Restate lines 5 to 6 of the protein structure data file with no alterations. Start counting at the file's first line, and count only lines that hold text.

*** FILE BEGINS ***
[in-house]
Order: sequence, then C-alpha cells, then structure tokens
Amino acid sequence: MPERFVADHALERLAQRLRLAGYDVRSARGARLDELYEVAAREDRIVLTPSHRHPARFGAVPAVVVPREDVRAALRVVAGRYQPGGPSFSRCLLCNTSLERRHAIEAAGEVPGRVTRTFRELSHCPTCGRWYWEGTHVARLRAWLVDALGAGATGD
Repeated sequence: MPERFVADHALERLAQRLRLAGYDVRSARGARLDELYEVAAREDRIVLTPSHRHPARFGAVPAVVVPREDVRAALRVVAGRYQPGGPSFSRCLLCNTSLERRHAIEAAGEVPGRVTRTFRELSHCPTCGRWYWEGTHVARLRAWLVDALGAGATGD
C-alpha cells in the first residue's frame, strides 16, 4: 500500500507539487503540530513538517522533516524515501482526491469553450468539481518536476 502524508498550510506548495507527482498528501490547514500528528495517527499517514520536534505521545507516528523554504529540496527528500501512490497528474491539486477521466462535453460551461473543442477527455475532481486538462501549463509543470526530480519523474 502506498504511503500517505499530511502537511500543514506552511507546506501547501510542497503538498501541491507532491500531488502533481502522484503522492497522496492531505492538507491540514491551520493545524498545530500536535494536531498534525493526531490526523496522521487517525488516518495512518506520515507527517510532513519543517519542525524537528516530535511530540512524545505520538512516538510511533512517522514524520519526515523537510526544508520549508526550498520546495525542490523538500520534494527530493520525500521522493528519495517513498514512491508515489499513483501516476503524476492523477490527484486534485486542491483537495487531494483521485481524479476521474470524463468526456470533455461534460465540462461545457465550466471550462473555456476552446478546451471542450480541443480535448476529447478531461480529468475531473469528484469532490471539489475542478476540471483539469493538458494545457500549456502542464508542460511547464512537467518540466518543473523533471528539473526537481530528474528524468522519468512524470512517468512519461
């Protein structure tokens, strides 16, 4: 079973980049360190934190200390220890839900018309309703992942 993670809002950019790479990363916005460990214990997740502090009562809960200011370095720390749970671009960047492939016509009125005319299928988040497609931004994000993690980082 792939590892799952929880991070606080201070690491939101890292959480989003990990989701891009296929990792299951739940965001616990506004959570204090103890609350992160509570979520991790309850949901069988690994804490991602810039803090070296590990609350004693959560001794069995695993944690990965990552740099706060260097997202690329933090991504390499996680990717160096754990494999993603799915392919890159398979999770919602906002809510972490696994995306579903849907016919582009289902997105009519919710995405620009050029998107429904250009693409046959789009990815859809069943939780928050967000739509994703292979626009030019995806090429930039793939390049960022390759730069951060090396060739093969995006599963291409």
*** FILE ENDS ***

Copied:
C-alpha cells in the first residue's frame, strides 16, 4: 500500500507539487503540530513538517522533516524515501482526491469553450468539481518536476 502524508498550510506548495507527482498528501490547514500528528495517527499517514520536534505521545507516528523554504529540496527528500501512490497528474491539486477521466462535453460551461473543442477527455475532481486538462501549463509543470526530480519523474 502506498504511503500517505499530511502537511500543514506552511507546506501547501510542497503538498501541491507532491500531488502533481502522484503522492497522496492531505492538507491540514491551520493545524498545530500536535494536531498534525493526531490526523496522521487517525488516518495512518506520515507527517510532513519543517519542525524537528516530535511530540512524545505520538512516538510511533512517522514524520519526515523537510526544508520549508526550498520546495525542490523538500520534494527530493520525500521522493528519495517513498514512491508515489499513483501516476503524476492523477490527484486534485486542491483537495487531494483521485481524479476521474470524463468526456470533455461534460465540462461545457465550466471550462473555456476552446478546451471542450480541443480535448476529447478531461480529468475531473469528484469532490471539489475542478476540471483539469493538458494545457500549456502542464508542460511547464512537467518540466518543473523533471528539473526537481530528474528524468522519468512524470512517468512519461
């Protein structure tokens, strides 16, 4: 079973980049360190934190200390220890839900018309309703992942 993670809002950019790479990363916005460990214990997740502090009562809960200011370095720390749970671009960047492939016509009125005319299928988040497609931004994000993690980082 792939590892799952929880991070606080201070690491939101890292959480989003990990989701891009296929990792299951739940965001616990506004959570204090103890609350992160509570979520991790309850949901069988690994804490991602810039803090070296590990609350004693959560001794069995695993944690990965990552740099706060260097997202690329933090991504390499996680990717160096754990494999993603799915392919890159398979999770919602906002809510972490696994995306579903849907016919582009289902997105009519919710995405620009050029998107429904250009693409046959789009990815859809069943939780928050967000739509994703292979626009030019995806090429930039793939390049960022390759730069951060090396060739093969995006599963291409």